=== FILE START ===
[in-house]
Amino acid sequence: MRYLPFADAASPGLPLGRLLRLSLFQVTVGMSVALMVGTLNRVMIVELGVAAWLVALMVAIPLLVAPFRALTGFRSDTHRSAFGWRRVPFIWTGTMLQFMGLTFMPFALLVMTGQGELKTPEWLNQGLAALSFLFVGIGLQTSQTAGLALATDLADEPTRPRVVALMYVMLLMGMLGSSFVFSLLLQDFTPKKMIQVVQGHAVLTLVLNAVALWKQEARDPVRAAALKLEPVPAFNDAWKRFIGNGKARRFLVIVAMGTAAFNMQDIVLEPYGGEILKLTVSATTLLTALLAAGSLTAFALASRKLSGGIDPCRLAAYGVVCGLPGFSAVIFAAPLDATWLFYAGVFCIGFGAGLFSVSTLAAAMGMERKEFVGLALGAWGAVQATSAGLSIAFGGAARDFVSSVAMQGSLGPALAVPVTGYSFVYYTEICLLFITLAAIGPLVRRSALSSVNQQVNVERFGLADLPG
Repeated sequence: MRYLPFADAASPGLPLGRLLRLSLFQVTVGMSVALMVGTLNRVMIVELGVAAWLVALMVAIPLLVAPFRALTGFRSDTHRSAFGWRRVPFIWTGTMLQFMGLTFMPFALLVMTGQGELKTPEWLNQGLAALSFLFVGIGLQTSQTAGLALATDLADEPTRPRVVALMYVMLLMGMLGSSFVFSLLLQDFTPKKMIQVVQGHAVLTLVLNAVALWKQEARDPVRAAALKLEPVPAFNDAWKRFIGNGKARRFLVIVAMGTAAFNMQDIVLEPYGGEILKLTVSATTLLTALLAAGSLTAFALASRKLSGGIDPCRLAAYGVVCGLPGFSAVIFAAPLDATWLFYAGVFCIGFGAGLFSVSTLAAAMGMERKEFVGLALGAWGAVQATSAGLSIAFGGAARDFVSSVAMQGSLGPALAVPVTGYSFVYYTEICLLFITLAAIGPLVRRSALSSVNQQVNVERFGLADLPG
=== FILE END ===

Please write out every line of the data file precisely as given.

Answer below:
[in-house]
Amino acid sequence: MRYLPFADAASPGLPLGRLLRLSLFQVTVGMSVALMVGTLNRVMIVELGVAAWLVALMVAIPLLVAPFRALTGFRSDTHRSAFGWRRVPFIWTGTMLQFMGLTFMPFALLVMTGQGELKTPEWLNQGLAALSFLFVGIGLQTSQTAGLALATDLADEPTRPRVVALMYVMLLMGMLGSSFVFSLLLQDFTPKKMIQVVQGHAVLTLVLNAVALWKQEARDPVRAAALKLEPVPAFNDAWKRFIGNGKARRFLVIVAMGTAAFNMQDIVLEPYGGEILKLTVSATTLLTALLAAGSLTAFALASRKLSGGIDPCRLAAYGVVCGLPGFSAVIFAAPLDATWLFYAGVFCIGFGAGLFSVSTLAAAMGMERKEFVGLALGAWGAVQATSAGLSIAFGGAARDFVSSVAMQGSLGPALAVPVTGYSFVYYTEICLLFITLAAIGPLVRRSALSSVNQQVNVERFGLADLPG
Repeated sequence: MRYLPFADAASPGLPLGRLLRLSLFQVTVGMSVALMVGTLNRVMIVELGVAAWLVALMVAIPLLVAPFRALTGFRSDTHRSAFGWRRVPFIWTGTMLQFMGLTFMPFALLVMTGQGELKTPEWLNQGLAALSFLFVGIGLQTSQTAGLALATDLADEPTRPRVVALMYVMLLMGMLGSSFVFSLLLQDFTPKKMIQVVQGHAVLTLVLNAVALWKQEARDPVRAAALKLEPVPAFNDAWKRFIGNGKARRFLVIVAMGTAAFNMQDIVLEPYGGEILKLTVSATTLLTALLAAGSLTAFALASRKLSGGIDPCRLAAYGVVCGLPGFSAVIFAAPLDATWLFYAGVFCIGFGAGLFSVSTLAAAMGMERKEFVGLALGAWGAVQATSAGLSIAFGGAARDFVSSVAMQGSLGPALAVPVTGYSFVYYTEICLLFITLAAIGPLVRRSALSSVNQQVNVERFGLADLPG